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Biden’s top economic advisor urges Detroit automakers and UAW to avoid a strike

Car mechanic with protective mask welding car. Service station.
Adobe Stock
Car mechanic with protective mask welding car. Service station.

The Biden administration’s top economic adviser is echoing the president’s call for automakers and the United Auto Workers union to reach a new contract that’s fair to all parties involved.

President Biden reportedly understands both sides of the negotiations, playing a lead role when the Obama administration helped bail out General Motors and Chrysler in 2009.

The head of Biden’s Council of Economic Advisers, Jared Bernstein, says Biden wants automakers in a strong position. But Bernstein says workers deserve a slice of the profits — and Biden’s push for electric vehicles includes incentives for automakers to use union members to build them.

“Even if it does take fewer workers to build an EV — if we’re building more EVs here, that can make up the difference,” Bernstein says.

UAW officials want Detroit’s Big 3 to provide assurances EV plants and facilities will not leave union workers behind.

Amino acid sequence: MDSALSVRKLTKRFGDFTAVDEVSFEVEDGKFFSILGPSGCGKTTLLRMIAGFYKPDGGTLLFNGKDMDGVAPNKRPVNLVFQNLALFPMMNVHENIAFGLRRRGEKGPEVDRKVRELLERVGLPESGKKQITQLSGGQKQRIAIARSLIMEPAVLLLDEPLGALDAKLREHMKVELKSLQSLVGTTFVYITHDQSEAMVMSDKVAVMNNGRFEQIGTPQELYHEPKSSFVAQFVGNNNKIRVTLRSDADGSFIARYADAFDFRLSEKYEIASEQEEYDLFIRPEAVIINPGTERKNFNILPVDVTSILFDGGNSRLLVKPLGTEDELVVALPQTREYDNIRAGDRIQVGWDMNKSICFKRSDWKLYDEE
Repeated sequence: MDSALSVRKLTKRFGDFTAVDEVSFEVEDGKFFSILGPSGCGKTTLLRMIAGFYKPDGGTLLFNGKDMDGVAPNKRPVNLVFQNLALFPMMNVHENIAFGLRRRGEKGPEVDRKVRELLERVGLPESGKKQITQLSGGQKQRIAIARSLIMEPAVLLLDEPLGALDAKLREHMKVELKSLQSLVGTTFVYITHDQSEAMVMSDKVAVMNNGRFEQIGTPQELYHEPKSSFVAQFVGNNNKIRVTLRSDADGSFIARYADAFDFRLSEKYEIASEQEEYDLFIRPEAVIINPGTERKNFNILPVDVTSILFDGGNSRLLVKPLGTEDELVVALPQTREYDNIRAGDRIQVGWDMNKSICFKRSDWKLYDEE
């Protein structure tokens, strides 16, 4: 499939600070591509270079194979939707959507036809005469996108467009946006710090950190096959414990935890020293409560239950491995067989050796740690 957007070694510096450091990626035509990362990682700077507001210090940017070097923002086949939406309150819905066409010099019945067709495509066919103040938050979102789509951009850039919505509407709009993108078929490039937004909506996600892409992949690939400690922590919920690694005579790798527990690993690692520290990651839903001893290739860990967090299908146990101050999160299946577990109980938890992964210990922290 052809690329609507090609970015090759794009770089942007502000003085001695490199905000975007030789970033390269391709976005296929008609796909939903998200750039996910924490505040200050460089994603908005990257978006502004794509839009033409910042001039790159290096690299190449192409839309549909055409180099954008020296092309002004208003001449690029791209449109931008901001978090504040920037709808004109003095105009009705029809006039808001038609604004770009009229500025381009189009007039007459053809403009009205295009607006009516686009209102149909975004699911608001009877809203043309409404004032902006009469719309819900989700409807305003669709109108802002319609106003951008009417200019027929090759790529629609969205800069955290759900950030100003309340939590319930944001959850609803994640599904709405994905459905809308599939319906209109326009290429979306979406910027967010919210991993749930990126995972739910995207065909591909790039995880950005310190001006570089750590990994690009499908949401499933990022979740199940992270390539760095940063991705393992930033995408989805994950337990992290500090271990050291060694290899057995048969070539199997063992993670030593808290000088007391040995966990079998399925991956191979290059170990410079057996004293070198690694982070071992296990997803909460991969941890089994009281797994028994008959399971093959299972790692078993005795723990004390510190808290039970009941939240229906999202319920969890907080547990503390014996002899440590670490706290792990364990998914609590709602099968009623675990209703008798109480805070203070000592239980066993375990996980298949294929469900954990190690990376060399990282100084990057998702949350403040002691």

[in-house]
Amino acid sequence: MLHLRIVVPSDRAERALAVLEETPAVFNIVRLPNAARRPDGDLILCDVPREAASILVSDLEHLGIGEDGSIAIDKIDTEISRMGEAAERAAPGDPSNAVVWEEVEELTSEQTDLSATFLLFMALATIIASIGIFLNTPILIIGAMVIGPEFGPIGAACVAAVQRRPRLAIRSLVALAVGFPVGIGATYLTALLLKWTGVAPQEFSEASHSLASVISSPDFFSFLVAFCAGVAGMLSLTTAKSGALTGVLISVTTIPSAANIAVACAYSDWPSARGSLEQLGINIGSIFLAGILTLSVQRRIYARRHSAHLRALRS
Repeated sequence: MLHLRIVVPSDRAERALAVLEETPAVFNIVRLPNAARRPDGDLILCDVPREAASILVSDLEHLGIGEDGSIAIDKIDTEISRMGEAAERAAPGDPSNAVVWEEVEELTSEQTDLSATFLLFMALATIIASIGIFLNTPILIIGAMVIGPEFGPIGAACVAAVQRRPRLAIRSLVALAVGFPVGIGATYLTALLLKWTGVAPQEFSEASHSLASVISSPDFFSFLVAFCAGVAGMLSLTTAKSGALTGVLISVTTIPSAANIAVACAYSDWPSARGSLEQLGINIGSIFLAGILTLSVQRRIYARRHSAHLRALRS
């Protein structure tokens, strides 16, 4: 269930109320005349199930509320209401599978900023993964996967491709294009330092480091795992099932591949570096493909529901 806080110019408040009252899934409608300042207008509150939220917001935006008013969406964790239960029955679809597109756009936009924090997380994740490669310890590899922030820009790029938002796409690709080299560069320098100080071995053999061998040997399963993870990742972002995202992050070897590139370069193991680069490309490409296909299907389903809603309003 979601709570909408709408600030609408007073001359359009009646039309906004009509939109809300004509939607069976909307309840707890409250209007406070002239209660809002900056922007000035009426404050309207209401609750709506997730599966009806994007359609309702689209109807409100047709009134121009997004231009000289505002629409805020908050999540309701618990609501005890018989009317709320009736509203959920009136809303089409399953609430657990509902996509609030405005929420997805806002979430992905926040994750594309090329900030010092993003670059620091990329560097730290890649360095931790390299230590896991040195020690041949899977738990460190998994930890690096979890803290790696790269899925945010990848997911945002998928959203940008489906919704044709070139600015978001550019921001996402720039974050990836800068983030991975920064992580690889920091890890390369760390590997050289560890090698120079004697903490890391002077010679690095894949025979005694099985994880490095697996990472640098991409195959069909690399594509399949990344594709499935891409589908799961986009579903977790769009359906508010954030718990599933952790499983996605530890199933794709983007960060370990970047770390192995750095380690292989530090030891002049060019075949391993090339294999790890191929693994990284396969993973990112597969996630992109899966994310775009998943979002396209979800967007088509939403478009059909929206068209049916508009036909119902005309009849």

Bernstein calls Biden the most “pro-union” U.S. president in recent history.

“So he has long understood the importance of both sides of that equation. Robust businesses that are profitable, but also the importance of worker bargaining power so that profitability gets shared,” states Bernstein. “If you’re helping to bake the pie you oughta get a fair slice.”

The traditionally Democratic-leaning UAW has yet to endorse Biden or anyone else for president — in part because they fear his push for electric vehicles could cost union jobs.

Quinn Klinefelter is a host and Senior News Editor for 101.9 WDET, anchoring midday newscasts and preparing reports for WDET, NPR and the BBC. Klinefelter joined WDET in 1998 after earning a M.A. from the nation’s top-ranked journalism school, the University of Missouri-Columbia, and working as a sports correspondent for BBC Radio 4 and as a talk show host, anchor and reporter for Wisconsin Public Radio.